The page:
A unanimous Supreme Court has blocked, for now, a large multi-party lawsuit against pharmaceutical giant Merck over "atypical femoral fractures" caused by osteoporosis drug Fosamax.
More than 500 Fosamax users from 45 states contend the company failed to warn them or their doctors of the danger, despite early evidence suggesting the increase potential for spontaneous bone breaks without any previous stress.
Merck, which does not dispute the risk and has included a warning with prescriptions since 2010, argued it cannot be held liable for damages in state courts because the Food and Drug Administration in 2009 rejected a proposed warning to patients.
"When the FDA exercises this authority, it makes careful judgments about what warnings should appear on a drug's label for the safety of consumers," Justice Stephen Breyer wrote in the court's opinion.
"For that reason, we have previously held that 'clear evidence' that the FDA would not have approved a change to the drug's label preempts a claim, grounded in state law, that a drug manufacturer failed to warn consumers of the change-related risks associated with using the drug," he wrote.
The case was returned to a lower court for further proceedings.
The justices clarified that it should be left to judges, not a jury, to decide the preemption question in drug-harm suits, as occurred in this case. But they left the door open for patients to challenge drug companies on the facts surrounding information provided to the FDA -- up front -- to be used in a labeling decision.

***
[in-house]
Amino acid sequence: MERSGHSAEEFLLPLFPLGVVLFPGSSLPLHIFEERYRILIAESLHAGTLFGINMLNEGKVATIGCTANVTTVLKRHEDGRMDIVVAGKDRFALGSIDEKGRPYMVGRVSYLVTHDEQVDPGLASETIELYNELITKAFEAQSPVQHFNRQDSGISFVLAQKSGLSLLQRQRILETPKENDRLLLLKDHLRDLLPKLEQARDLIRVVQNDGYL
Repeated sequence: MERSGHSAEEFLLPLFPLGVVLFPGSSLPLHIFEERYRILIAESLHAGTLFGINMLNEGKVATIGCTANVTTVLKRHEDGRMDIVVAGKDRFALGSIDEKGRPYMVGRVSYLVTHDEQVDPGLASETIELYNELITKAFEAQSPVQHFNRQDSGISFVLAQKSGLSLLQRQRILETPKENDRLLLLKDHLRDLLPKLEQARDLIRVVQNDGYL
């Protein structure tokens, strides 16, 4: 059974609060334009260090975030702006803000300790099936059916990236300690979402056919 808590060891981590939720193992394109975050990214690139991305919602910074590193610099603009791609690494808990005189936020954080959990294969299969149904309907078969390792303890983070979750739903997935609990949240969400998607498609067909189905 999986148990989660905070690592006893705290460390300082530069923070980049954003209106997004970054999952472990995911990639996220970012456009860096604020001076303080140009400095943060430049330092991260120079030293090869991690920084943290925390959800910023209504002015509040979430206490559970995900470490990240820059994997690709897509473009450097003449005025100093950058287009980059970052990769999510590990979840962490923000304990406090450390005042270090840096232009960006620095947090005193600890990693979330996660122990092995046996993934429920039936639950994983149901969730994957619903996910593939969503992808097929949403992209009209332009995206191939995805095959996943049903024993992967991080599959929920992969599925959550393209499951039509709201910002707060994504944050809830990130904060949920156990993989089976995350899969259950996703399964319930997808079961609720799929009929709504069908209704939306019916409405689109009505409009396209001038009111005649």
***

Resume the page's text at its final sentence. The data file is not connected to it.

"This opinion protects access to justice for injured patients," said David Frederick, a lawyer for the Fosamax users who sued Merck.
Frederick noted that the court did not dismiss plaintiffs claims outright on substance, ruling narrowly on the technical question of how preemption should be determined.
Patient advocates have said a decision siding with Merck on the merits would embolden drug manufacturers to provide insufficient and misleading information to FDA, in effect insulating themselves from potential legal liability. "It's the pharmaceutical company's job to write the drug label," said Medshadow's Sue Robotti.
Manufacturers are required by law to inform patients of potential adverse reactions to their drugs as soon as reasonable evidence exists. But the FDA has ultimate authority to approve or reject the wording that appears on drug labels.
In a 2008 application to the FDA, Merck proposed revising the warning language for Fosamax, describing a heightened risk of "stress fractures."
One year later, the FDA rejected that draft language, saying the warning was "not warranted and is not adequately supported by the available literature" and asked for revised language.
Merck said the FDA's conclusion, based on available evidence at the time, means the company cannot be held liable for failing to warn consumers as required under state law because the federal government wouldn't allow it.
In a statement, the company said it welcomed the court's decision and "remains fully committed to defending these cases going forward and will continue to present evidence that it acted appropriately at all times in regard to the potential risk of atypical femur fractures."
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